After playing QuestRun one word mainly comes to mind… why? Beautiful artwork, extremely well thought out statistical systems in the back-end, and yet everything takes place with little to no animation, music that could have been excellent with just a little bit more time in development, and a battle system that is almost completely automated. For those who wonder what that means, users control the use of items and equipment but do not actually get to pick each battle choice in each turn. This wasn’t very popular for any RPG game that’s tried it so far, which brings me back to my initial impression… why?
Players can set up a strategic standing and attempt to speed up their adventure by simply hitting wave after wave with automated attacks and feeding their characters the weapons, armor, potions, and scrolls that they need to continue forward. The problem is this game is being advertised as a turn-based RPG for Steam not a smartphone flash game for children.
Every so often players get to interact with the game, but it’s always in ways that are not immediately clear and results in a confusing experience throughout. The development studio Cuve Games didn’t proposition us for this Review, we went to them. From the outside it looks good, and that’s a problem because prospective customers are likely not prepared for the truly mundane title they are diving into.
Only a few other reviews exist in mainstream media for this title, one of which claims that it “appears surprisingly solid” implying that the reviewer didn’t even play it. Not to mention, we know that the publication who reported that actually charges cash for their reviews.
Another piece of press written on the game featured on the title’s Steam page is actually from a place that hasn’t spoke ill of many titles since their main focus is to expressly to help titles get greenlit on Steam’s Greenlight program which Valve aims to do away with soon for an even more open ended marketplace.
There are only basic attacks and special moves per character with no story or dialogue whatsoever. Although this was done on purpose, it’s not a good thing since the battle gameplay found in QuestRun is utter crap. Instead, clunky and confusing are the words I’d use to describe the overall feel of the game. Enemies are beautifully crafted but sometimes come completely odd and out of place. I don’t even know what some of them are supposed to be based on, a baby man in a suit? Again, most of them are great but some just make you scratch your head a bit and laugh.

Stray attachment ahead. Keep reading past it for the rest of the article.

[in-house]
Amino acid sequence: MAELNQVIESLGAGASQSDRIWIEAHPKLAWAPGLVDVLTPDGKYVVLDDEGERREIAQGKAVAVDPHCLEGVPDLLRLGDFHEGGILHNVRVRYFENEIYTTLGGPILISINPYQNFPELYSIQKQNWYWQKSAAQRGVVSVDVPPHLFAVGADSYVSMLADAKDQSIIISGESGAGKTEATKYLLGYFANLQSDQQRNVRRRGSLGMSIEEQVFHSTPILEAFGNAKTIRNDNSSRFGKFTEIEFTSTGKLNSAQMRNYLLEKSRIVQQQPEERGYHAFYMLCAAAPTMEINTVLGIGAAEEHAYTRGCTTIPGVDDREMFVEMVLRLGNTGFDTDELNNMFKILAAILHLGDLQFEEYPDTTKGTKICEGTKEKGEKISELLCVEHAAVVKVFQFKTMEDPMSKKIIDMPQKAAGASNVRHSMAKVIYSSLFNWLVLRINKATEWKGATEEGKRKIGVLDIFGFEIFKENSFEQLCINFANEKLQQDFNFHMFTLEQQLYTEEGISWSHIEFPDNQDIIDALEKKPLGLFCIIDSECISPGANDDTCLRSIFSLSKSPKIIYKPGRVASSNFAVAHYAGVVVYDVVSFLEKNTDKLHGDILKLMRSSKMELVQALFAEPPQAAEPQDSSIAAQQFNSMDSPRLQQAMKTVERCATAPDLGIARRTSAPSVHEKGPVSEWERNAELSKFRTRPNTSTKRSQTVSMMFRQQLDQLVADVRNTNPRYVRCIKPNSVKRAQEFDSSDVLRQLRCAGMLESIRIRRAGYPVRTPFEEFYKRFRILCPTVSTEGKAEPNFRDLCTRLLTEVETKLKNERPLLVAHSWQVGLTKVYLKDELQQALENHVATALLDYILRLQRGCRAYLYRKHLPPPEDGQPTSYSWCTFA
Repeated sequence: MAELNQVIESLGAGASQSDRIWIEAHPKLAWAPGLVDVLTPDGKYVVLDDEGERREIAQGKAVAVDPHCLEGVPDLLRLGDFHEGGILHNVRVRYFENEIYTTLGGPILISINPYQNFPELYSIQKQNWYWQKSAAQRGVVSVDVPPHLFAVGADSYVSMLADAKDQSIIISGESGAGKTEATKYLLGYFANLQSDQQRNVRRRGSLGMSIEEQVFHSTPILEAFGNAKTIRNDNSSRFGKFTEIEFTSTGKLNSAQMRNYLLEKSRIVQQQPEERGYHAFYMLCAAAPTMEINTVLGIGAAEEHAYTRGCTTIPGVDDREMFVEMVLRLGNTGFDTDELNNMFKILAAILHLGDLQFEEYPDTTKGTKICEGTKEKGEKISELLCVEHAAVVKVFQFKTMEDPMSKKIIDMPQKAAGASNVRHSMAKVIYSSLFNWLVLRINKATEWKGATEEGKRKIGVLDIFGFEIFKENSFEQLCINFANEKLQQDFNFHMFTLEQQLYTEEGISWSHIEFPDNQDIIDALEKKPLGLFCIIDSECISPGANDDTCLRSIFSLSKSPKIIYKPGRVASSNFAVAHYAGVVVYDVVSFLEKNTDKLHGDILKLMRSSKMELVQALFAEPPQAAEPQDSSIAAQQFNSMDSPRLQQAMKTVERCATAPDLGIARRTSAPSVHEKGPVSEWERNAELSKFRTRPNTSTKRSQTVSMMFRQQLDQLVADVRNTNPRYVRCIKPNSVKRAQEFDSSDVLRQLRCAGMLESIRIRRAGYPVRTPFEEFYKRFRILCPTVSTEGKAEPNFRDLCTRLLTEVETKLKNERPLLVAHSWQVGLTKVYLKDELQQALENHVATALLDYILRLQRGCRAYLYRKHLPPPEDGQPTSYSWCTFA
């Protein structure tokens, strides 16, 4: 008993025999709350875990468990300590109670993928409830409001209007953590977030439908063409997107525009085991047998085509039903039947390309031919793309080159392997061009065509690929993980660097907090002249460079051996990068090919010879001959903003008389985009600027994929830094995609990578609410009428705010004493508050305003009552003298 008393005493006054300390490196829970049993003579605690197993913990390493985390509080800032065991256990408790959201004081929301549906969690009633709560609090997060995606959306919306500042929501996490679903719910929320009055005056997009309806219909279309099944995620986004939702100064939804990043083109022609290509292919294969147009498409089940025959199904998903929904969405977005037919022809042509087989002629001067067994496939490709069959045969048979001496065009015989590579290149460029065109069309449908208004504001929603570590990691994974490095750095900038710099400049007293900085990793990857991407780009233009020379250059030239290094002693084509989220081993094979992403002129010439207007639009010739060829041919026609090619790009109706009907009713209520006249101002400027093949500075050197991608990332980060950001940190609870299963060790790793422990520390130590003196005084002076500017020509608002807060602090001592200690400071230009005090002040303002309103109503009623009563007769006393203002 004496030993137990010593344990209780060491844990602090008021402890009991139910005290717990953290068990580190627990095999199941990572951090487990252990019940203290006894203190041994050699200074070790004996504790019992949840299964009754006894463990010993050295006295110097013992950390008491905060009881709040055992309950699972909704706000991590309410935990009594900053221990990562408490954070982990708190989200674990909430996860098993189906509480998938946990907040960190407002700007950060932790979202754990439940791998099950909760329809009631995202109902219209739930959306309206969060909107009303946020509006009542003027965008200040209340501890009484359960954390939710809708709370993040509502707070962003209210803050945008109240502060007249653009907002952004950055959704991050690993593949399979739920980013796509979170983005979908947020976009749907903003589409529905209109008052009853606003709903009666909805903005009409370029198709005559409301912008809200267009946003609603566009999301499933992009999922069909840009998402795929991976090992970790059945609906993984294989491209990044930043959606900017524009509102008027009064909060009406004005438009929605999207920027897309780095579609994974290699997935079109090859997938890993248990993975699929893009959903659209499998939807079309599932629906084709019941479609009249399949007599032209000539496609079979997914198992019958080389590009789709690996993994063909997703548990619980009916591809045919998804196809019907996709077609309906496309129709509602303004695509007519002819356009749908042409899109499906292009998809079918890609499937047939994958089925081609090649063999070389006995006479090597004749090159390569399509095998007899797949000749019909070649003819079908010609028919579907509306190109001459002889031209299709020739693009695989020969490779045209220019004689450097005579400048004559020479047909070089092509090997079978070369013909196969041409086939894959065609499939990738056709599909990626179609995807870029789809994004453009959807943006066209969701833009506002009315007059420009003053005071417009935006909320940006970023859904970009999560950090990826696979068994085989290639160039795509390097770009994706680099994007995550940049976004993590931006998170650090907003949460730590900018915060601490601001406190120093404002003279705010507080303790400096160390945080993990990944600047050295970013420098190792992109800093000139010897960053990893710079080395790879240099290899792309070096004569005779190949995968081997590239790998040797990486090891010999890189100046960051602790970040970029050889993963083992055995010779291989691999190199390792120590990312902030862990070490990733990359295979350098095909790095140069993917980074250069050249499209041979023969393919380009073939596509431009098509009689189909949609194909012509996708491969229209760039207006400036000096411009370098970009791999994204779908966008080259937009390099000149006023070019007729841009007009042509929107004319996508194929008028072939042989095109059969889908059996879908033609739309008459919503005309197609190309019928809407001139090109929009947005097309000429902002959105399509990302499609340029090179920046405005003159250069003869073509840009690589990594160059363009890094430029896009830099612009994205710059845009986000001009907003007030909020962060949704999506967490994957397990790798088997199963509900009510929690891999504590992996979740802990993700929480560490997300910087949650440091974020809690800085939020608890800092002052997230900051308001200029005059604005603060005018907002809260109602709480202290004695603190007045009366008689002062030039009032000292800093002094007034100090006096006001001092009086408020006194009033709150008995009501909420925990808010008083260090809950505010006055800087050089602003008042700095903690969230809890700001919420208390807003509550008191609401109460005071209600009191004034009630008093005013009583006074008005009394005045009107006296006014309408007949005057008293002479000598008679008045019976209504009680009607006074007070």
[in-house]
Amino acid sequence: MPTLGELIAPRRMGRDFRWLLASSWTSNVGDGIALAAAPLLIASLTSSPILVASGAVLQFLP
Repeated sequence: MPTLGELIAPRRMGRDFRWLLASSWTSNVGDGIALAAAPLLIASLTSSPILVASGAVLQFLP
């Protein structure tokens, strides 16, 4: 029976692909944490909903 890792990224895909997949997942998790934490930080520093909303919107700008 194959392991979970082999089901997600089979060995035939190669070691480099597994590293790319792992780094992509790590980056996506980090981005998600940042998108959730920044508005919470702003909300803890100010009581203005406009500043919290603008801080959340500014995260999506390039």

Perhaps most disappointing is the completely reckless way that classic and fundamental role playing battle mechanics are thrown to the wind. When you go from mission to mission there is no tracking of stats or level. Skills and weaponry all start over from their basics. Enemies attack in waves that basically just proceed until there’s a major problem at which point everything stops and players must figure out what to do or accept defeat.
Don’t get me wrong, some people might really dig this title (I haven’t met any yet), but it could have been so much more and the vision the developers had based on their advertising was not even close to met by their efforts and work. Compatible with Windows PC or Mac OS X, QuestRun features Steam Trading Cards (though somehow this isn’t being displayed properly on its store page) and also Steam Achievements. The Steam Stats feature suffers from a glitch which wipes the amount of time you’ve played from record repeatedly. Introductory quests feel the same as most of the rest of the game, so if you can manage to find clips of that and don’t like it – rest assured that QuestRun is not for you. We beg the developers to take some of this great art, remix it, take all of those good intentions, re-inspire them, and make something playable. QuestRun is one of the worst games ever.
Overall Score: 1 / 10
RGN Rating: Below Bronze
Developer: Cuve Games
Publisher: Digerati Distribution
Available On: PC | Mac OS X
Played On: Windows PC
Review Copy Info: A digital copy of this game was provided to RealGamerNewz for the purpose of this Review.